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How Being Autistic Is Like Visiting Another Country

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I’m on the autistic spectrum, and one of the most common questions I get is, “What it’s like?” I can’t just give an explanation in one sentence — but here is how it feels to me.

Autism means I see the world differently. Imagine being lost in a foreign city and unable to speak or understand the language. You know hardly anything about this city, but it seems a little “weird” and you have a completely different perspective from the locals who call the city home. You’re not on the same wavelength as the people who live there; you can’t understand a word they’re saying. You can’t understand they might be asking a rhetorical question, you’re unsure if they’re using sarcasm or not, and you feel uneasy about approaching anyone.

The city is a lot more fast-paced than where you live. The streets are hectic and it’s much noisier and slightly overwhelming. You’re not used to being somewhere this loud. It makes you feel slightly anxious and nervous, always glancing around for an escape route. You just want to leave; it’s too much to deal with. The stalls nearby are selling exotic food. The food isn’t appealing; the smell is intense and you can’t understand why people love it so much. Many people go past you. It’s incredibly crowded, and as people brush your shoulder, the fabric they wear makes you cringe. The colors you see are obnoxiously bright and the lights are blinding. You don’t understand why the light here needs to be so bright; it strains your eyesight.

You keep on walking through the city, not quite knowing what to do. You don’t understand the culture. It’s difficult to pick up and hand gestures mean something entirely different to them. People seem to have different interests and styles. Most of the shops don’t interest you. Their idea of fashion/style is hard to grasp, and you know if you wore clothes like that, the fabric would be annoying and you would feel strange.

Other shops display a variety of things in the window such as records and books. You’ve heard of the records, but your taste is more varied or you might only enjoy one genre. If you told people what you enjoyed, they would be puzzled and not know the name of the artists. You might have a favorite artist and be very fixated on their music; you use their music as an audio stim. Audio stims are comforting to you and make you feel relaxed.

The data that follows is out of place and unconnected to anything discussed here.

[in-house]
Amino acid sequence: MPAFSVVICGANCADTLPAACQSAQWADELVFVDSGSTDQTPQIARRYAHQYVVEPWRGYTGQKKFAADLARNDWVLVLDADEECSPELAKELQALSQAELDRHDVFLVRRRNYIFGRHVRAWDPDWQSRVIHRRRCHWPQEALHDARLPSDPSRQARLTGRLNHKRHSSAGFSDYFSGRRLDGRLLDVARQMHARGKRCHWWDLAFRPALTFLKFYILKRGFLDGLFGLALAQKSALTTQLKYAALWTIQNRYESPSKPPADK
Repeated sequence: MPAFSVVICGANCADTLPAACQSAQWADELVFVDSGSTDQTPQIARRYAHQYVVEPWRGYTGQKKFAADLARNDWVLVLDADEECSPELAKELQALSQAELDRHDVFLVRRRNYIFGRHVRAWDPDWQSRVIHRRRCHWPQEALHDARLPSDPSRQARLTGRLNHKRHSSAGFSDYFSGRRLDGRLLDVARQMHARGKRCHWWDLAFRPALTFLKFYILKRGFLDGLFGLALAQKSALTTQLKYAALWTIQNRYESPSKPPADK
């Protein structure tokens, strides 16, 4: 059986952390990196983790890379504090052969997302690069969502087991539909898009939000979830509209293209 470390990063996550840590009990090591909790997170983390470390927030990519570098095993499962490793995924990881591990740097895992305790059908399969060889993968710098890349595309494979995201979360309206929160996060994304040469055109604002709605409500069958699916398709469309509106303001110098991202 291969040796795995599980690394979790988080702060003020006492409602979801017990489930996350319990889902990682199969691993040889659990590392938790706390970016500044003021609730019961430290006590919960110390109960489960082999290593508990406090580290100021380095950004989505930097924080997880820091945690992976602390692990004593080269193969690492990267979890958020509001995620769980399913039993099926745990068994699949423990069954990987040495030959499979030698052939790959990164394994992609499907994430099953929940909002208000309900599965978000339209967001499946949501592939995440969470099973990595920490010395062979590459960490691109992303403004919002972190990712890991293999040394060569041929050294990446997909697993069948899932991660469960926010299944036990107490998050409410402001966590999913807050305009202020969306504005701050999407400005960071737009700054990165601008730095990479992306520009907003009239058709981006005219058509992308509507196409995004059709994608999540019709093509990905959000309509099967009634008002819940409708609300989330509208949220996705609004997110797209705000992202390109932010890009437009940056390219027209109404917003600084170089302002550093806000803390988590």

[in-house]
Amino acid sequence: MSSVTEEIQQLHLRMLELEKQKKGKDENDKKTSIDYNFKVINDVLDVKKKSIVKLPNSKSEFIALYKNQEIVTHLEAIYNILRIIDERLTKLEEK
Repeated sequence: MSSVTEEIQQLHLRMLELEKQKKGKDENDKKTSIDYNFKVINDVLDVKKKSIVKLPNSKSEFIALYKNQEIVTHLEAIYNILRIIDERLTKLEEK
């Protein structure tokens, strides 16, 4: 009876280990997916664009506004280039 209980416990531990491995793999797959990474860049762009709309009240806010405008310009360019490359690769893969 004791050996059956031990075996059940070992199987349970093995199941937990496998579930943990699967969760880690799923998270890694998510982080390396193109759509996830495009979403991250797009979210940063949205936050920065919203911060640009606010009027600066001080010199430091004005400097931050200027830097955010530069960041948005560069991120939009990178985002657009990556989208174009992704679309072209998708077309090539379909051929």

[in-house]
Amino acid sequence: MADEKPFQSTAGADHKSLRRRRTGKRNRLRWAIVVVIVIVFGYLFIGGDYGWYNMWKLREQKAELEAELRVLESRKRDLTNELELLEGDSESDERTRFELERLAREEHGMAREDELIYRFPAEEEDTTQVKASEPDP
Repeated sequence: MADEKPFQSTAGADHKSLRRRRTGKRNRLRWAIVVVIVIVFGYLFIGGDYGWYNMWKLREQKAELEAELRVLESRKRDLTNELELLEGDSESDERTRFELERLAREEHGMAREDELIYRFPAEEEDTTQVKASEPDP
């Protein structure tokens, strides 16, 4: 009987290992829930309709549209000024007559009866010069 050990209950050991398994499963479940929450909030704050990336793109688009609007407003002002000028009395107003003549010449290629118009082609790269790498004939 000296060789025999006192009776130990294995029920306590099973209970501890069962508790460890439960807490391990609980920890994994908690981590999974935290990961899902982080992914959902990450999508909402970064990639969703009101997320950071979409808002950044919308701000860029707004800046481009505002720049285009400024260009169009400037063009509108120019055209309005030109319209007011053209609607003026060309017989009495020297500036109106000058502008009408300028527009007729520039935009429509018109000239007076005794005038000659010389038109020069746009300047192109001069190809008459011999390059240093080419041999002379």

You’re wandering along when one shop immediately catches your eye. You can see one of your special interests in the window — maybe it’s model planes, quirky bracelets, makeup or animals. You step inside and straight away you feel at ease plus a sense of belonging in this odd city. This shop is filled with nothing but stuff related to your special interest. You feel happy and you can’t help but be transfixed as you take everything in.

Other people around you feel comfortable here as well, and nobody seems to mind that you’re twirling hair around a finger, fiddling with display objects, or drumming your fingers on a wooden shelf. People seem to be drawn to you because you’re different. Surprisingly, one person understands your language and culture. They speak very fluently and seem to have an understanding of your world.

Getty image by rclassenlayouts.

Originally published: October 28, 2019
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